For Immediate Release Media Contact: Evie Holzer, email@example.com
NORMAN – The Oklahoma Law Review’s annual symposium will be held Friday, Feb. 15, from 9 a.m. to noon in the Dick Bell Courtroom at the University of Oklahoma College of Law, 300 Timberdell Road in Norman.
This year’s symposium will focus on election law and feature exerts in this area from around the country. Edward Foley, professor of law at Ohio State University and longtime leading figure in election law, will be giving a presentation entitled "The Possibility of a Fair System of Election Laws."
Other speakers include Nicholas Stephanopoulos from the University of Chicago, Charles Stewart from Massachusetts Institute of Technology, Joshua Douglas from the University of Kentucky, and Michael Pitts from Indiana University.
For more information and accommodations on the basis of disability, please contact Emily Virgin at firstname.lastname@example.org or (405) 325-5192.
More News & Media
Assoc. Dean Shaner Published in ‘The Best of The Business Lawyer: 75 Years of Corporate Law’
OU Law Associate Dean for Research and Scholarship Megan Shaner’s article, “Restoring the Balance of Power in Corporate Management: Enforcing an Officer’s Duty of Obedience,” was recently re-published in The Best of The Business Lawyer: 75 Years of Corporate Law .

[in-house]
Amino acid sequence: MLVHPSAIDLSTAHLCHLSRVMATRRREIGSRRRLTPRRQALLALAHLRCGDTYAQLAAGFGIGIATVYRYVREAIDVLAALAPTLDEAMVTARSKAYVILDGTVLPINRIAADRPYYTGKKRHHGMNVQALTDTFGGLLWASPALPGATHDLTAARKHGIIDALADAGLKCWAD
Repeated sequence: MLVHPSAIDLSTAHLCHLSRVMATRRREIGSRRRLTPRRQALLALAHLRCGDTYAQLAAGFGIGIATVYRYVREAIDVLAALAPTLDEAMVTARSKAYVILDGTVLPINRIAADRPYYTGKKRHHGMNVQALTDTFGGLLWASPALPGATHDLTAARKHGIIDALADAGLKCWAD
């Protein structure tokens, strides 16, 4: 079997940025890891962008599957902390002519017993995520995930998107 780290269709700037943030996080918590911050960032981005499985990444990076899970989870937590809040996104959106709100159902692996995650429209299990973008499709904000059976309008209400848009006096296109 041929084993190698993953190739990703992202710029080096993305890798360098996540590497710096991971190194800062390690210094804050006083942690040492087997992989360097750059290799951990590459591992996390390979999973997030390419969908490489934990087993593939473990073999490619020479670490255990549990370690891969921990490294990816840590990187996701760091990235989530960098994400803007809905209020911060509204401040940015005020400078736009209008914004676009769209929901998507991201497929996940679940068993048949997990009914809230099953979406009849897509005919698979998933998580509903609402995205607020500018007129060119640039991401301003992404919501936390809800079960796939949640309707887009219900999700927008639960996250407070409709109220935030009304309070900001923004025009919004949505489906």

Rebeka Morales, Event and Communications Coordinator
OU Law Conversations: Judge Ralph Thompson
What lead you to OU Law? As was permitted at the time, my first year at OU Law in 1956 was as an undergraduate senior at OU. I never questioned where I would go to law school. I was our family’s second generation to go to OU law school. We are now a five-generation family to do so. My dad and his identical twin brother, Ralph, were OU Law graduates, class of 1927. My grandfather, Dr. William Bennett Bizzell, was OU’s 5 th president. OU was a second home to me.
University of Oklahoma College of Law Now Accepting GRE for Admission
NORMAN — The University of Oklahoma College of Law will now accept GRE scores from applicants in lieu of LSAT scores when applying for law school admission. This decision, which has been approved by the OU Board of Regents, Oklahoma State Regents for Higher Education and OU College of Law faculty, provides applicants with greater flexibility when considering a legal education.